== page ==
1. Provide more self-help workbooks and on-the-job aids.
Replace some of the high cost training sessions with materials and aids placed where people do the work. Laminated procedures, checklists, tips'n'tricks, lists of shortcut keys, ready reckoners, and so on, may be effective replacements for full-blown training sessions. If somebody is having difficulty handling angry customers or using Microsoft Excel, check out your local training publishers for self-paced workbooks.
2. Conscript local experts or coaches to take the place of some training sessions.
If people have some knowledge and skills about the subject, identify one or two local experts in each area to act as a central point for all questions. Make sure that the experts and coaches you nominate have the required communication and interpersonal skills.
3. Cut training sessions that do not add value to the organization.
Does your organization really need that assertiveness skills training course? What tangible benefit did your organization achieve from it? Drop courses that do not show a demonstrable advantage to your organization. I'm not saying that these kinds of courses are never worthwhile. During difficult periods is the time to review whether they are of real benefit to your organization now.
4. Reduce participant contact time for face-to-face training.
If you outsource some of your training or hire outside contractors, trimming contact hours can save you direct costs. If you pay salaried in-house trainers, having participants spend less time away from their work will save on lost opportunity costs. Save upfront time by sending out preliminary materials for participants to review before they arrive. Save trailing time by placing job aids in the workplace, setting up on-the-job coaches or conscripting participants' managers to oversee workplace assignments and exercises.
5. Review and rationalize your list of training suppliers.
Where you use more than one training vendor for a course or a range of courses, negotiate a better deal based on increased volume. A shorter list of suppliers also means that you are able to develop a better quality business relationship with each. For your other suppliers, use your best negotiating skills to drum down rates. Do your homework and shop around. In tough economic times, suppliers will be well tuned to not wanting to lose existing clients. If possible, do not compromise on quality.
6. Review material costs and printing practices.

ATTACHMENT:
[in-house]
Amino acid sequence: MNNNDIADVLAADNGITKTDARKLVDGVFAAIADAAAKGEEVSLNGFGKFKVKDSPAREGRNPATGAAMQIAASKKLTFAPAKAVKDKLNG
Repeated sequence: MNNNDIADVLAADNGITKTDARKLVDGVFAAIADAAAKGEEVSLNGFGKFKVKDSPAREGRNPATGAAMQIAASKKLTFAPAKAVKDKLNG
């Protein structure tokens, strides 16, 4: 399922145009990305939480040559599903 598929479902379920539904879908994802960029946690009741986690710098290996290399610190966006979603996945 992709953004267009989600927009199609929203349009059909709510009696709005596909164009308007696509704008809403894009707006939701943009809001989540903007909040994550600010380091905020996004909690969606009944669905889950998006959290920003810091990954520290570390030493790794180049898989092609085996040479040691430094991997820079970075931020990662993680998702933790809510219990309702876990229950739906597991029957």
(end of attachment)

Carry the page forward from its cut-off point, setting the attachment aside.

Find a more cost-effective printing house and consider using recycled, lighter weight or less fancy paper. Print on both sides of the paper, if you are not doing so already, for all learner and trainer materials. Send out softcopy versions of learner materials, if at all possible.
7. Replace original graphics with stock images.
If you pay for the services of expensive graphic designers or spend a lot on licensing copyrighted graphics, consider using stock images. There are a number of free and low cost stock image websites available now with an expanding range of quality images.
8. Enroll employees on courses at local colleges and universities.
Some learning institutions provide high quality learning. Find out what is available in your locality and compare with your current offerings. Federal and state governments subsidize some courses provided by such institutions, making such courses very cost effective.
9. Relocate seminars held at off-site convention centers.
This option may not prove popular with the executive, but everyone needs to tighten their belts. You can save significant amounts on travel and accommodation by hosting the seminar more locally or in-house.
10. Demonstrate how your training courses help achieve solid organizational objectives.
Gather reliable and convincing data that shows how the achievement of course learning outcomes lead to real benefits to the organization. How exactly do your training programs contribute to lower error rates, more satisfied customers, higher turnover, or whatever it is that your executive team considers important? In some cases, you may need to calculate the Return on Investment (ROI) of a training program to prove bottom-line worth.
The suggestions above are not prioritized in any order. Which activities you focus on will, of course, depend on your circumstances. I do want to point out that the first nine suggestions above go along with the idea that everyone needs to tighten their belt in tough times and that the training function is not sacrosanct. When you are asked to cut costs, you and your training department will be more respected if you replace a "Yes, but ..." response with a "Yes, and this is what we are doing about it."
The final suggestion uses a different approach. It says that if you cut these training programs, the organization will actually lose money or some other much valued benefit. The two approaches, of course, are not mutually exclusive and can in fact work in tandem. And don't forget, we don't need to be in the middle of a financial meltdown to be asked to trim down our training expenditures. Keep the ten pointers above in your bottom drawer, ready for the next time your CEO comes to you with that pained looked on her face.